Away to the window I flew like a flash,
Tore open the shutters and threw up the sash.

The moon on the breast of the new-fallen snow
Gave the lustre of mid-day to objects below,
When, what to my wondering eyes should appear,
But a miniature sleigh, and eight tiny reindeer,

With a little old driver, so lively and quick,
I knew in a moment it must be St. Nick.
More rapid than eagles his coursers they came,
And he whistled, and shouted, and called them by name;

"Now, DASHER! now, DANCER! now, PRANCER and VIXEN!
To the top of the porch! to the top of the wall!
Now dash away! dash away! dash away all!"

As dry leaves that before the wild hurricane fly,
When they meet with an obstacle, mount to the sky,
So up to the house-top the coursers they flew,
With the sleigh full of toys, and St. Nicholas too.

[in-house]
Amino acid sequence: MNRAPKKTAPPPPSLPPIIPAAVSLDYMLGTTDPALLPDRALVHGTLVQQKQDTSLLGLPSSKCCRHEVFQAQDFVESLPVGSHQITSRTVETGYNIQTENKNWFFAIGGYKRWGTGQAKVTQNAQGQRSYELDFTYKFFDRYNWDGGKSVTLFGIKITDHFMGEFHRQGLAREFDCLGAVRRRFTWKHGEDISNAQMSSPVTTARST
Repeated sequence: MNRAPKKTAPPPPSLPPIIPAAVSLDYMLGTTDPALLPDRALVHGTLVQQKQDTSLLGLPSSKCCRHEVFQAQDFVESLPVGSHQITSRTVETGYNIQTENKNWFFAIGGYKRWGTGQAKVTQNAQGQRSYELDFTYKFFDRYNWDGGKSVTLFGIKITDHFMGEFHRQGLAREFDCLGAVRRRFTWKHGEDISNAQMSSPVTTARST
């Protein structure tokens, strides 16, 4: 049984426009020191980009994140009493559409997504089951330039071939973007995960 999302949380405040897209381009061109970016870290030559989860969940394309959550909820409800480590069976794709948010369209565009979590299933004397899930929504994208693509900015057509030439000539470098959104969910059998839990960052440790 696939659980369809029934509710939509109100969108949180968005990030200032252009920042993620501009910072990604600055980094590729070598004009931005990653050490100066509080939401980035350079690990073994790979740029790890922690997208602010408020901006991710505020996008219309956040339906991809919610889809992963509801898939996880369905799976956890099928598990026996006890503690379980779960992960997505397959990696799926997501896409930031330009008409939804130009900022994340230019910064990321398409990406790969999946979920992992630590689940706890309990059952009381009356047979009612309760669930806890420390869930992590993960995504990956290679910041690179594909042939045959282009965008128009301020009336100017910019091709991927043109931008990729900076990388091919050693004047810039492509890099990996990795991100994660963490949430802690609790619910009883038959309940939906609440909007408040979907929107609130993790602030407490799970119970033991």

And then, in a twinkling, I heard on the roof
The prancing and pawing of each little hoof.
As I drew in my hand, and was turning around,
Down the chimney St. Nicholas came with a bound.

He was dressed all in fur, from his head to his foot,
And his clothes were all tarnished with ashes and soot;
A bundle of toys he had flung on his back,
And he looked like a peddler just opening his pack.

His eyes -- how they twinkled! his dimples how merry!
His cheeks were like roses, his nose like a cherry!
His droll little mouth was drawn up like a bow,
And the beard of his chin was as white as the snow;

The stump of a pipe he held tight in his teeth,
And the smoke it encircled his head like a wreath;
He had a broad face and a little round belly,
That shook, when he laughed like a bowlful of jelly.

He was chubby and plump, a right jolly old elf,
And I laughed when I saw him, in spite of myself;
A wink of his eye and a twist of his head,
Soon gave me to know I had nothing to dread;

He spoke not a word, but went straight to his work,
And filled all the stockings; then turned with a jerk,
And laying his finger aside of his nose,
And giving a nod, up the chimney he rose;

He sprang to his sleigh, to his team gave a whistle,
And away they all flew like the down of a thistle.
But I heard him exclaim, ere he drove out of sight,
Happy Christmas to all, and to all a good-night!